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Soil Erosion 2

  • Date Submitted: 08/19/2011 04:07 AM
  • Flesch-Kincaid Score: 33.1 
  • Words: 417
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Erosion is the process by which material is removed from a region of the Earth surface. It can occur by weathering and transport of solids (sediment, soil, rock and other particles) in the natural environment, and leads to the deposition of these materials elsewhere. It usually occurs due to transport by wind, water, or ice; by down-slope creep of soil and other material under the force of gravity; or by living organisms, such as burrowing animals, in the case of bioerosion.
Although erosion is a natural process human land use policies also have an effect on erosion, especially industrial agriculture, deforestation, and urban sprawl. Land that is used for industrial agriculture generally experiences a significantly greater rate of erosion than that of land under natural vegetation, or land used for sustainable agricultural practices. This is particularly true if tillage is used, which reduces vegetation cover on the surface of the soil and disturbs both soil structure and plant roots that would otherwise hold the soil in place. However, improved land use practices can limit erosion, using techniques such as terrace-building, no-till, and tree planting.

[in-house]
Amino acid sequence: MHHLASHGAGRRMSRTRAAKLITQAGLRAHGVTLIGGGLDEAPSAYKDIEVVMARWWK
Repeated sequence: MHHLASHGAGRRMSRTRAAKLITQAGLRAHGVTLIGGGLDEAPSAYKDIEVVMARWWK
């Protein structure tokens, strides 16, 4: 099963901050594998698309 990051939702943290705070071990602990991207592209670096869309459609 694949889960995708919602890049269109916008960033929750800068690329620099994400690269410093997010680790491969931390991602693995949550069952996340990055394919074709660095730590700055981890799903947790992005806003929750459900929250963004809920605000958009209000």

A certain amount of erosion is natural and, in fact, healthy for the ecosystem. For example, gravels continuously move downstream in watercourses. Excessive erosion, however, causes serious problems, such as receiving water sedimentation, ecosystem damage and outright loss of soil
The rate of erosion depends on many factors. Climatic factors include the amount and intensity of precipitation, the average temperature, as well as the typical temperature range, and seasonality, the wind speed, storm frequency. Erosion is caused by “fluid flow”. Any substance, like wind, water, or ice, which flows consistently from one place to another, will facilitate erosion. The geologic factors include the sediment or rock type, its porosity and permeability, the slope (gradient) of the land, and whether the rocks are tilted,...

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